• Have we seen the peak in headline (EMU) inflation? No, if we follow yesterday’s guidance by ECB Lagarde. Yes, if we look at today’s market reaction following some national inflation readings. Spanish inflation fell by 0.5% M/M with the annual pace decelerating from 7.3% Y/Y to 6.8% Y/Y. Lower fuel and utility prices were the main culprit. Spanish headline inflation peaked back in July, but is more exception than rule in Europe. Core inflation (6.3% Y/Y) remained strong – and rising –though due to above-average monthly price gains in services and core goods. ECB vice-president de Guindos recently said that core inflation is the signal to follow for the ECB. The same divergence between headline and core inflation is visible in Belgium: the headline number fell by 0.23% M/M with the Y/Y-pace down to 10.63% from 12.27%. Core inflation accelerated from 6.5% Y/Y in October to 7.16% in November. Finally, German inflation stabilized on a monthly basis with the Y/Y-reading as expected down to 11.3% from 11.6%. Beyond package holidays and energy, the underlying picture remains one of persistently high price pressures. The topping off of headline inflation convinced final doubters on the outcome of the mid-December ECB policy meeting: it will be a slowdown to a 50 bps rate hike, bringing the ECB deposit rate at 2% instead of sticking with the current 75 bps pace. New inflation forecasts will nevertheless still be upwardly revised for at least 2023. It implies that the central bank will start 2023 still with a tightening bias, as policy rate hikes will be complemented with the start of the balance sheet reduction (running down APP portfolio). European money markets currently discount a second 50 bps rate hike in February, followed by two 25 bps moves in March and May after which the ECB reaches its peak policy rate. We continue to err on the hawkish side of these forecasts as inflationary pressures won’t abide in 2023.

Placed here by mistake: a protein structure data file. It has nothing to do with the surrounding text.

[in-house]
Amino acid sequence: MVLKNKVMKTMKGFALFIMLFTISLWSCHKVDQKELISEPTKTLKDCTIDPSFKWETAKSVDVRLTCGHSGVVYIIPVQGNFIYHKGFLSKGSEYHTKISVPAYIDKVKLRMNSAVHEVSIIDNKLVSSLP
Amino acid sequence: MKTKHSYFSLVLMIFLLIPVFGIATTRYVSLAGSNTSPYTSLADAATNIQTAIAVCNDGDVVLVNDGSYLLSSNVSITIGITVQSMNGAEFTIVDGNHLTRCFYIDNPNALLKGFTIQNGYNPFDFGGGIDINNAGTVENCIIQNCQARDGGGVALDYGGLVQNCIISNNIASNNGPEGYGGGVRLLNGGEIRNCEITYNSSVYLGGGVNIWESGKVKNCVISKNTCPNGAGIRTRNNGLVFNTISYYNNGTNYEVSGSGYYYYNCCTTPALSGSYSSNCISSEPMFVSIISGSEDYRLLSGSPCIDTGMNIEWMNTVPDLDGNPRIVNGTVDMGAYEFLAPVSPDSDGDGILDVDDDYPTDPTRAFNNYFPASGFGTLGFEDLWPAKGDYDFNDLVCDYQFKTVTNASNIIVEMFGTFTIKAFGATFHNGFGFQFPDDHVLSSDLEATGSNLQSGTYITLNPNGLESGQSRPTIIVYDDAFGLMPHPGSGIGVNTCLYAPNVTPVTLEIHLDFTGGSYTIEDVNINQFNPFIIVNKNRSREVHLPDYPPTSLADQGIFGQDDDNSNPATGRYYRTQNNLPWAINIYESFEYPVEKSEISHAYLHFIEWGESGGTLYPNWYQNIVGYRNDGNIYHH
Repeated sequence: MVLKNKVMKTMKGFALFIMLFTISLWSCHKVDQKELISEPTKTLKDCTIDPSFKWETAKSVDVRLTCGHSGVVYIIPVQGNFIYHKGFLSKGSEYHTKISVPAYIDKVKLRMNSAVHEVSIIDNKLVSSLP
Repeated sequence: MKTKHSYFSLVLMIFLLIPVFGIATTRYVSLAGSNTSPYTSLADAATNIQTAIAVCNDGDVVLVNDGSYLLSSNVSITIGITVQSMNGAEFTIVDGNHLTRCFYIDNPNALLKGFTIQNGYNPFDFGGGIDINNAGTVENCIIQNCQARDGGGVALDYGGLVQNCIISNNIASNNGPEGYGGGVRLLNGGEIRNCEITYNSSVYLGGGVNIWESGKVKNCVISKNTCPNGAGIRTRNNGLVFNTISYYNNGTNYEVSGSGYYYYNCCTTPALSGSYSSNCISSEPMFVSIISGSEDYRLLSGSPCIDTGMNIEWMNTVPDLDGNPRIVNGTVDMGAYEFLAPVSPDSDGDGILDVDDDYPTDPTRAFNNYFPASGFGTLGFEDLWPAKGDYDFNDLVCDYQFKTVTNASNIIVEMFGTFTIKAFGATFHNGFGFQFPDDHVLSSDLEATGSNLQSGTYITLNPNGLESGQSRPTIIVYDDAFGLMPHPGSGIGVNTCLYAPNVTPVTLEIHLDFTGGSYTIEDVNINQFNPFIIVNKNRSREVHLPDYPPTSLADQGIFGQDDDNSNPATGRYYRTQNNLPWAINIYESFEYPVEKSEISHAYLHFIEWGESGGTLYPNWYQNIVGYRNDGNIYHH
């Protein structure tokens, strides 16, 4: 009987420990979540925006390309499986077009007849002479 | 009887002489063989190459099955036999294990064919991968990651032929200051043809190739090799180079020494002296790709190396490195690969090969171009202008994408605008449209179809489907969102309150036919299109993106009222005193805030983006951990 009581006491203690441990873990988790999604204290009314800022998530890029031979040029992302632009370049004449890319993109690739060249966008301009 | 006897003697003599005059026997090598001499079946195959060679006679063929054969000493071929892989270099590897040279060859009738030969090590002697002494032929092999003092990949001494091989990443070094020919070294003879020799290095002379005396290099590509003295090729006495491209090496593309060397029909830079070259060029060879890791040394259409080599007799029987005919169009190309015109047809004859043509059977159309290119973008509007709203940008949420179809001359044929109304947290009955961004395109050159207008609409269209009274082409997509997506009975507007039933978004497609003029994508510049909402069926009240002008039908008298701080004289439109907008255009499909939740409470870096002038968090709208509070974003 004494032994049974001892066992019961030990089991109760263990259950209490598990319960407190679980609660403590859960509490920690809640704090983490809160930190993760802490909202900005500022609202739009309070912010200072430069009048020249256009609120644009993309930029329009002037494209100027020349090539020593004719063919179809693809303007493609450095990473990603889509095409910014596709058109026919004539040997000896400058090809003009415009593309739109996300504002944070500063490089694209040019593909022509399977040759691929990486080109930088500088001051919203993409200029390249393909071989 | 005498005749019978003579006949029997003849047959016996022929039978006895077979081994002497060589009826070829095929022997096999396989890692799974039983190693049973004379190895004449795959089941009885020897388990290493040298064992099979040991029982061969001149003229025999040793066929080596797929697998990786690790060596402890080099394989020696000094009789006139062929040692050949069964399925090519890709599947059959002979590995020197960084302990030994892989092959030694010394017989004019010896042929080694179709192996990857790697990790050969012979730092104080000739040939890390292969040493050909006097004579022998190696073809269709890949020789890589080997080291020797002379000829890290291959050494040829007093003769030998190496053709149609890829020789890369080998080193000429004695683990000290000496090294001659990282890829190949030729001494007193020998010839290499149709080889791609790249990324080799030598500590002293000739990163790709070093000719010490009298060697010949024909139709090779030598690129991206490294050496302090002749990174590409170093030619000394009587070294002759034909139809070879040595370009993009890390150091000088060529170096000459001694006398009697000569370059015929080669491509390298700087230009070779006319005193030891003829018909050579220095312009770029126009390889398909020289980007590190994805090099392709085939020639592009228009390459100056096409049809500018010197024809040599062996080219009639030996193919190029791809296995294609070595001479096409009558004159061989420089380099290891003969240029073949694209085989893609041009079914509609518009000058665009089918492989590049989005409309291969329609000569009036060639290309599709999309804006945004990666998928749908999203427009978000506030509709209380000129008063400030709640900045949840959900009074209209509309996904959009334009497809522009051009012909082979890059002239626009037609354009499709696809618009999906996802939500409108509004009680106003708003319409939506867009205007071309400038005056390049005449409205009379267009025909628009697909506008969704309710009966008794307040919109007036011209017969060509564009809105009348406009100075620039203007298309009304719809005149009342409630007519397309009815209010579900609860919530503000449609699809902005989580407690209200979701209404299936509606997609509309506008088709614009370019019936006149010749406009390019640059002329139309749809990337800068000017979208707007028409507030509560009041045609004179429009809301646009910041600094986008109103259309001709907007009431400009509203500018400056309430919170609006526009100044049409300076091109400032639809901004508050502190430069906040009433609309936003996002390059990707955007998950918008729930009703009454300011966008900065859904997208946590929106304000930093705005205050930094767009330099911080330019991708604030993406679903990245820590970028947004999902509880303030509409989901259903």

• German yields today lose 3.8 bps (30-yr) to 7.3 bps (2-yr). The euro swap curve turns less inverse with yields up to 6.2 bps lower at the front end and flat at the very long end. German Bunds clearly outperform US Treasuries with YS yields 2 to 3 bps higher across the curve today. The single currency for most of the European session held strong despite the loss of interest rate support. EUR/USD mostly changed hands near 1.0350. As US trading got going, new dollar strength entered the equation, pulling the pair to the low 1.03 area. Yesterday’s hawkish Fed comments might still be at play with several Fed governors pushing back against current market expectations which all of a sudden seem rather dovish given this month’s correction lower in yields. Fed Chair Powell speaks tomorrow.
• Overall Belgian CPI declined 0.23% M/M, slowing the headline figure from 12,27% Y/Y in October to 10.63% Y/Y this month. In a Y/Y perspective, energy prices remain a major contributor (36.07% Y/Y rise, 3.62 ppt contribution). Food inflation still accelerates, rising 14.48% Y/Y and adding 2.76 ppt to overall inflation. Due to a further rise in inflation of processed food and services, core inflation rose accelerated from 6.50% to 7.16%. Services inflation also rose from 5.22% to 5.49% Y/Y. The most significant price increases on a monthly basis were registered for alcoholic beverages, clothing, travels abroad, vegetables, restaurants and cafés, dairy products and bread and cereals. However, electricity, natural gas, holiday villages, non-durable household goods and maintenance charges in multi-occupied buildings had a decreasing effect on the index.
• Canadian Q3 GDP rose a stronger than expected 2.9% Q/Q (annualized) down from 3.2% in Q2, but beating expectations for a more modest growth of about 1.5%. Details were mixed. Final consumption expenditure rose 0.8% Q/Qa, but this was due to non-profit consumption and government consumption (5.3%). Household consumption declined 1.0%. Gross fixed capital formation also turned negative (-5.0% ) for the second consecutive quarter with residential structures investment falling 15.4% Q/Qa. Inventories added slightly to growth (0.23 ppt). Net exports added 3.38 ppts, with exports rising 8.6% and imports contracting 1.5%. The household savings rate rose from 5.1% to 5.7%. Households disposable income increased by 3.3% Q/Qa, from 3.8% in Q2. The monthly GDP indicator for October suggests a further cooling, easing to 0.1% M/M from 0.3%. The loonie lost further ground with USD/CAD extending its recent rebound to 1.355. The 2-y yield (3.93%) rises marginally (+1.5 bps) in line with the US.